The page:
Piccadilly Circus connects to Piccadilly, a thoroughfare whose name first appeared in 1626 as Pickadilly Hall, named after a house belonging to one Robert Baker, a tailor famous for selling
piccadills, or piccadillies, a term used for various kinds of collars.
You will find our Little Kiosk INSIDE the Piccadilly Circus Tube Station.
Piccadilly Circus is surrounded by several major tourist attractions, including the Shaftesbury Memorial, Criterion Theatre, London Pavilion and several major retail stores. Numerous nightclubs and bars are located in the area and neighbouring Soho.
Shaftesbury Memorial and the Statue of Anteros
Piccadilly Circus memorial fountain with Anteros, popularly referred to as Eros or sometimes The Angel of Christian Charity.
The monument is topped by Alfred Gilbert's winged nude statue of Anteros, the Greek god of requited love; or the reciprocal love one feels when one is loved. The statue is sometimes referred to as The Angel of Christian Charity and popularly mistaken for Eros the Greek god of one-sided love, and the brother of Anteros.
It took us a while to get our bearings in Florence, even though it's much smaller than Rome. Rome is criss-crossed with wide main roads and boulevards, but here everything is packed into the smallest possible space, and the street names are often not signposted. But, after Rome, we actually found this narrowness and complexity very pleasant. The cathedral, the Uffizi gallery and all the squares with their little nooks and crannies soon helped us relax, and we enjoyed the views from the hanging gardens over the old town and the Arno valley.
The Criterion Theatre, a Grade II* listed building, stands on the south side of Piccadilly Circus. Apart from the box office area, the entire theatre, with nearly 600 seats, is underground and is reached by descending a tiled stairway. Columns are used to support both the dress circle and the upper circle, restricting the views of many of the seats inside.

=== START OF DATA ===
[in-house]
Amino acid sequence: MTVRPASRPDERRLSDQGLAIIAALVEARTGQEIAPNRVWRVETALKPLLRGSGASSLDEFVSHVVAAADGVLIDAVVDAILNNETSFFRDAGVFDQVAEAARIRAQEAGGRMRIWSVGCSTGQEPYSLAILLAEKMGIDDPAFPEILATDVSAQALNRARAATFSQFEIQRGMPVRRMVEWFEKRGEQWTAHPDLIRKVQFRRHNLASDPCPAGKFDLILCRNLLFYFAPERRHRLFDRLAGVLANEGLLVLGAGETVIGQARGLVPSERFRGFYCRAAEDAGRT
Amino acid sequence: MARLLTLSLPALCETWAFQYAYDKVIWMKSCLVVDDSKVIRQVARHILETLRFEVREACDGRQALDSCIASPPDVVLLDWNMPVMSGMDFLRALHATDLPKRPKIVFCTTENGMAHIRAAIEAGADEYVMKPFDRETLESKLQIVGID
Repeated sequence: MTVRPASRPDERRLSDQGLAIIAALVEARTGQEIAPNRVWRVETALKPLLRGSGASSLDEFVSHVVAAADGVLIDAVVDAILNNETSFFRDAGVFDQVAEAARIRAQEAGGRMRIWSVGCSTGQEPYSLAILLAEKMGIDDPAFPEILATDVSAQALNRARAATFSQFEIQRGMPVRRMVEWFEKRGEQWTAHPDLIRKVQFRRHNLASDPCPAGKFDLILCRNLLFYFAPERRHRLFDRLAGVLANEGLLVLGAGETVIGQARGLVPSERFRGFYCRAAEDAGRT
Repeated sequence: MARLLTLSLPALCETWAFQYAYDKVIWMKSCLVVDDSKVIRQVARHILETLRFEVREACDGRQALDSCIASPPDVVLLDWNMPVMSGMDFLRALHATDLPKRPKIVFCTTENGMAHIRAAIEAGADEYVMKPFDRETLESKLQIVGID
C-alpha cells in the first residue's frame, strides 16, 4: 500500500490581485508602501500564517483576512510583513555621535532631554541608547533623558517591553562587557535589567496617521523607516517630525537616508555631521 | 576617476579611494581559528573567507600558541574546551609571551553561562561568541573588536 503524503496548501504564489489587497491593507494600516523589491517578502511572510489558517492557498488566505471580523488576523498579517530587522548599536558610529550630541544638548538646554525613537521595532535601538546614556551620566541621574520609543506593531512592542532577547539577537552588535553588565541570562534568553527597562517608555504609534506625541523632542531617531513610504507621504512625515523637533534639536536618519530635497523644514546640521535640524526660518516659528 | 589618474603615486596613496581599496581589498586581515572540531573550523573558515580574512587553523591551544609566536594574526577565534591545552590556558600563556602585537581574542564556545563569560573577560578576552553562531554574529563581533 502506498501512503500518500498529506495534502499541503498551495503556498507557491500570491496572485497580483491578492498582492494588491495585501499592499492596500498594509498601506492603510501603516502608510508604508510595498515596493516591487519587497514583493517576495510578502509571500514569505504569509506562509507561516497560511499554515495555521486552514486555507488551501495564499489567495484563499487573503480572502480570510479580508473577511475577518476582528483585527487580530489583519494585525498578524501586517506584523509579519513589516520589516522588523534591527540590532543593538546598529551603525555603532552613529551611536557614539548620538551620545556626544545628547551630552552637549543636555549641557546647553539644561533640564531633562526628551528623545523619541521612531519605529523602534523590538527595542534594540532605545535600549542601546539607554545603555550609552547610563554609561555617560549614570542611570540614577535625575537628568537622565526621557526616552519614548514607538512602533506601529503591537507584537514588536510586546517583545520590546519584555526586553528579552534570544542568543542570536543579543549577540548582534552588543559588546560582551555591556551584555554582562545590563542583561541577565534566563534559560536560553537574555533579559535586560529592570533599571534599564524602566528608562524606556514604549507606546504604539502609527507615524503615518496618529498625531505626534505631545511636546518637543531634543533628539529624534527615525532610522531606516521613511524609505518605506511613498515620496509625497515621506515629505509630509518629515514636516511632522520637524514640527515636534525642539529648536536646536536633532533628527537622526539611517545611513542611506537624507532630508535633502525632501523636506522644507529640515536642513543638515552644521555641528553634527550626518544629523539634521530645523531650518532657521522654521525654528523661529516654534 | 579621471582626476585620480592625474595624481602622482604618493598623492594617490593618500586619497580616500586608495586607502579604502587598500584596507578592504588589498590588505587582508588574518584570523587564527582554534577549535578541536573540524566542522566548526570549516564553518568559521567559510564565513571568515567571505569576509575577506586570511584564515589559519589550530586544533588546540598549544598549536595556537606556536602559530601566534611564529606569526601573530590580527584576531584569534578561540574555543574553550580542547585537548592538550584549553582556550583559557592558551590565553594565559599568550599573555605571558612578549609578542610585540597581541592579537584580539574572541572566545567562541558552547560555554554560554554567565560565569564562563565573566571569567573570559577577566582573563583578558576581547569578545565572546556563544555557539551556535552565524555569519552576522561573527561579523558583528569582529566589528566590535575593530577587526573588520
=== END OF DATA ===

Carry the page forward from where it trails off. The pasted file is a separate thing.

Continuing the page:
On the northeastern side of Piccadilly Circus, on the corner between Shaftesbury Avenue and Coventry Street, is the London Pavilion. The first building bearing the name was built in 1859 and was a music hall. In 1885, Shaftesbury Avenue was built through the former site of the Pavilion, and a new London Pavilion was constructed, which also served as a music hall. In 1923, electric billboards were erected on the side of the building.
Lillywhites is a major retailer of sporting goods located on the corner of the circus and Lower Regent Street, next to the Shaftesbury fountain. Lillywhites is popular with tourists, and they regularly offer sale items, including international football jerseys up to 90% off. Nearby Fortnum & Mason is often considered to be part of the Piccadilly Circus shopping area and is known for its expansive food hall.
The Piccadilly Circus station on the London Underground is located directly beneath Piccadilly Circus itself, with entrances at every corner. It is one of the few stations which have no associated buildings above ground and is fully underground.
The station is on the Piccadilly Line between Green Park and Leicester Square and the Bakerloo Line between Charing Cross and Oxford Circus.
Facts reproduced courtesy of Wikipedia